Adding insulation to cathedral ceilings
We need advice on adding more insulation to the cathedral ceilings of our New Hampshire house (shown below).
The roof consists of 4x8 rafters spaced every 32 inches and topped with pine boards that originally served as both sheathing and the finished ceiling. Over the sheathing is 1 in. of rigid foam insulation and then the roofing shingles. Inside, the original owners nicely boxed in the rafters and added drywall between them.
We could strip back the existing roof, add more insulation and re-roof, which seems like a lot of work. Or we could add a couple of inches of insulation over the existing drywall inside and cover it with a new layer of drywall or pine. What's best?
You have a couple of competing problems. One is how to get enough insulation in the roof to keep you cozy all winter without running up a huge heating bill.
The other is how to avoid moisture problems that could lead to mold or decay in the roof.
How much insulation is enough?
Opinions may vary but in your part of the country the R-value of insulation in the roof should be between R-40 and R-50.
The R-value of the foam already on your roof is probably between 4 and 6.5, depending on the type. In the very best case, you have a lot less insulation than you need. You could safely use the word "woefully" in describing the shortfall.
That's making the house hard to heat and cool.
If you add 2 inches of a high performance rigid foam board (isocyanurate, let's say), you'll get an added R-value of about 13. That would still be well short of where you want to be.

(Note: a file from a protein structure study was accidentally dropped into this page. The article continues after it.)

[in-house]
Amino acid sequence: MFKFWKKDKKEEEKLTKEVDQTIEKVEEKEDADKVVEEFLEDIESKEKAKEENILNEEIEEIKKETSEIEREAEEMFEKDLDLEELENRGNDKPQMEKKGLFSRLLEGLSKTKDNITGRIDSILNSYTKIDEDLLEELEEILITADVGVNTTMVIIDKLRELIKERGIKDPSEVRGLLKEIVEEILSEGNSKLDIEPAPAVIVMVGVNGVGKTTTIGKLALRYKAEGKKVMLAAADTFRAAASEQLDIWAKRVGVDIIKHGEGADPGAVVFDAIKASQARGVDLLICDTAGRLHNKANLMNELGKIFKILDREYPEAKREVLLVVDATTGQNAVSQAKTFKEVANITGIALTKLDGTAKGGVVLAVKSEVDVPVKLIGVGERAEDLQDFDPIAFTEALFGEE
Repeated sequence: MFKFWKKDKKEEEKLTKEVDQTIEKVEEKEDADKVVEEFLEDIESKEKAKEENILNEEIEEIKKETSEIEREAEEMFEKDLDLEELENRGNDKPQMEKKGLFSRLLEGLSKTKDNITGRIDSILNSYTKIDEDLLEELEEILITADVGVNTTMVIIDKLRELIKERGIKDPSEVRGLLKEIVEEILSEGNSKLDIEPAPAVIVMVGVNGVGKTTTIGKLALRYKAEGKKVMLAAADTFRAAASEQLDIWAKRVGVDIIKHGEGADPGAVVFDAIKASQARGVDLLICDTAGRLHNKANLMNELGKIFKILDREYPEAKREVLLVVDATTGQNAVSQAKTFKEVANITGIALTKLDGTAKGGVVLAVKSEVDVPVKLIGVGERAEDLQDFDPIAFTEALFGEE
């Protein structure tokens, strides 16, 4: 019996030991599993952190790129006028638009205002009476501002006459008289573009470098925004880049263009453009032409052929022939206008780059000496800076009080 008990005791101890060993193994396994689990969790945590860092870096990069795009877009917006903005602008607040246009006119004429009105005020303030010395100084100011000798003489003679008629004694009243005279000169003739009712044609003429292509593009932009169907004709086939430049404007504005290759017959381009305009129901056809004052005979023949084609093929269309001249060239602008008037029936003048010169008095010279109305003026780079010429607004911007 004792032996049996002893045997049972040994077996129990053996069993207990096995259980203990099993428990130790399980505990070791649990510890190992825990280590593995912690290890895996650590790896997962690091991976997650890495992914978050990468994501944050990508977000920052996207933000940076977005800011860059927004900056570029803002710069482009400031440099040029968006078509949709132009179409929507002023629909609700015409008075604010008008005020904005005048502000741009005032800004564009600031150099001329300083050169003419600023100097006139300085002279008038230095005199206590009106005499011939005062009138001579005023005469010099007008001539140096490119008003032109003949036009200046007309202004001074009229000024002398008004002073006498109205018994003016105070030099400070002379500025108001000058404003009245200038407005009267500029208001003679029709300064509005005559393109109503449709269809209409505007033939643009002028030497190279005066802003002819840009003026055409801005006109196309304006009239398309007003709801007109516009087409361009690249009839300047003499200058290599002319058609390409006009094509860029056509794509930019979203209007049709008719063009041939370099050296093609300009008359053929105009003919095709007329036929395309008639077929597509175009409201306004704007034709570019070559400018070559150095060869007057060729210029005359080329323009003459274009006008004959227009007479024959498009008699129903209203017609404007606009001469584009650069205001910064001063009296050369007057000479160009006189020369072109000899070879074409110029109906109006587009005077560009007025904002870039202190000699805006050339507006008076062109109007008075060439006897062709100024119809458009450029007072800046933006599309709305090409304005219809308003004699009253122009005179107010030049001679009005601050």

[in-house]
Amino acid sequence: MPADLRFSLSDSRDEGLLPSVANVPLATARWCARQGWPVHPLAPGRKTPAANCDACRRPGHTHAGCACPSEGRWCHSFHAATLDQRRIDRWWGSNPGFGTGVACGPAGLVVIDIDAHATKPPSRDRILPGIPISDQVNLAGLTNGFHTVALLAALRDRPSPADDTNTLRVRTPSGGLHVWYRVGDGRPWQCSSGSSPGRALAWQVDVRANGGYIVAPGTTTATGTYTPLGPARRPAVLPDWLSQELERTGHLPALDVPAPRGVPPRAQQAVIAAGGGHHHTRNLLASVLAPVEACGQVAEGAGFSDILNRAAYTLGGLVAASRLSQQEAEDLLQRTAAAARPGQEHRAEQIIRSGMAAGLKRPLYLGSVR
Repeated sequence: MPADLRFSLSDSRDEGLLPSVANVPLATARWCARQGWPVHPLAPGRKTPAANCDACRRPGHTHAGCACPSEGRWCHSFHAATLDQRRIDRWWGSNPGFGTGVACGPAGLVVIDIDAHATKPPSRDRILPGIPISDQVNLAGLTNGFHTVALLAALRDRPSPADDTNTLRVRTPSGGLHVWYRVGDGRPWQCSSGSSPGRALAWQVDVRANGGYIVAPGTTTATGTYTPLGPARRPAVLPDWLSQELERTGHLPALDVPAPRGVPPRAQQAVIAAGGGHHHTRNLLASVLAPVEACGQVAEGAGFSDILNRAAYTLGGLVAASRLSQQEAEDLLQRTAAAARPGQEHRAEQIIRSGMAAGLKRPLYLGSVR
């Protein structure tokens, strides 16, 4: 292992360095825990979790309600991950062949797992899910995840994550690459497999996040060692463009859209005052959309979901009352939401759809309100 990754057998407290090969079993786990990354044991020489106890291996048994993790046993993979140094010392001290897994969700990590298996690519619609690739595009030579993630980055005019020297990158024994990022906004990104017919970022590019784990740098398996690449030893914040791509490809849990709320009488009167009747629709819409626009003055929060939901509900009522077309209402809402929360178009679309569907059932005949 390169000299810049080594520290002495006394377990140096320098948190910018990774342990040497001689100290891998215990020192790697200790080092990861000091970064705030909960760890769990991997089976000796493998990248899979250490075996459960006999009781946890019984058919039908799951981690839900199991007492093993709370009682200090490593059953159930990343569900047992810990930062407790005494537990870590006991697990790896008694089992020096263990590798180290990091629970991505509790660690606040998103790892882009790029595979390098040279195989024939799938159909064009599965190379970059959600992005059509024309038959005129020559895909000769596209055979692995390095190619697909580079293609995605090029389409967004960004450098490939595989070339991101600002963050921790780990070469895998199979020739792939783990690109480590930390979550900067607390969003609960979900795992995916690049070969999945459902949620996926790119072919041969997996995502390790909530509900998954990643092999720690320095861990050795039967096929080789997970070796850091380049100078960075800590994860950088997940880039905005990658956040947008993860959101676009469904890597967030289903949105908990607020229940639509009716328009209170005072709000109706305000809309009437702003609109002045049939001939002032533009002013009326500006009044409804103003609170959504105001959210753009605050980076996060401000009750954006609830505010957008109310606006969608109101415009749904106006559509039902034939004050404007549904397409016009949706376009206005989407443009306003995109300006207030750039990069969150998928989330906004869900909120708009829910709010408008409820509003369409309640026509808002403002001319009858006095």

Another 6 inches of isocyanurate would add R-39 to what you currently have, a more reasonable goal.
You also have to deal with moisture
Heat flow is one issue. Moisture is another. These are topics that building scientists argue about a lot.
In very cold climates (this is you, New Hampshire), poorly insulated roofs lead to a phenomenon called ice damming. Thaw and freeze cycles produce a thick layer of ice at the eaves. Then water backs up the roof and eventually the roof leaks.
Insulating a cathedral ceiling from the outside
in a cold-weather climate:
Another potential problem is condensation. When the temperature of the roof deck falls below the dew point and a lot of warm, moist air from inside the house comes into contact with it the water condenses to a liquid state.
This can lead to a variety of problems, including mold and rot.
Builders traditionally leave an air space beneath the roof deck and build in air vents at the eaves and ridge to help carry away moisture.
You have an un-vented roof. That's much more common these days than it used to be, but not accepted by everyone.
Adding to the outside is more reliable
If you decide to add rigid foam insulation to the ceiling inside you'll have to nearly fill the rafter bays to get a layer of sufficient thickness. Another few inches isn't really going to do it.
In addition, it will be hard to stop the air leaks that contribute to moisture condensation and ice damming. And the rafters themselves (still exposed) are a less effective insulator than the foam.
Providing you want to keep the exposed rafters, adding another layer of insulation on the roof will give you a more reliable result.
Yes, it will be a pain in the neck and it won't be cheap. It will also bring its own complications -- such as how to detail the extra-thick eave you end up with.
Still, if you plan on hanging onto the house, and you want to keep the look of the exposed rafters, that's the right way to go.
If you don't care about the exposed rafters, you have other options for insulating the inside ceiling. It's a case of charm versus performance.
An accomplished woodworker and carpenter, Scott Gibson is the former editor of Fine Woodworking magazine, and a former editor at Today's Homeowner and Fine Homebuilding magazines. He also is former managing editor of the Kennebec Journal, a daily newspaper in Maine.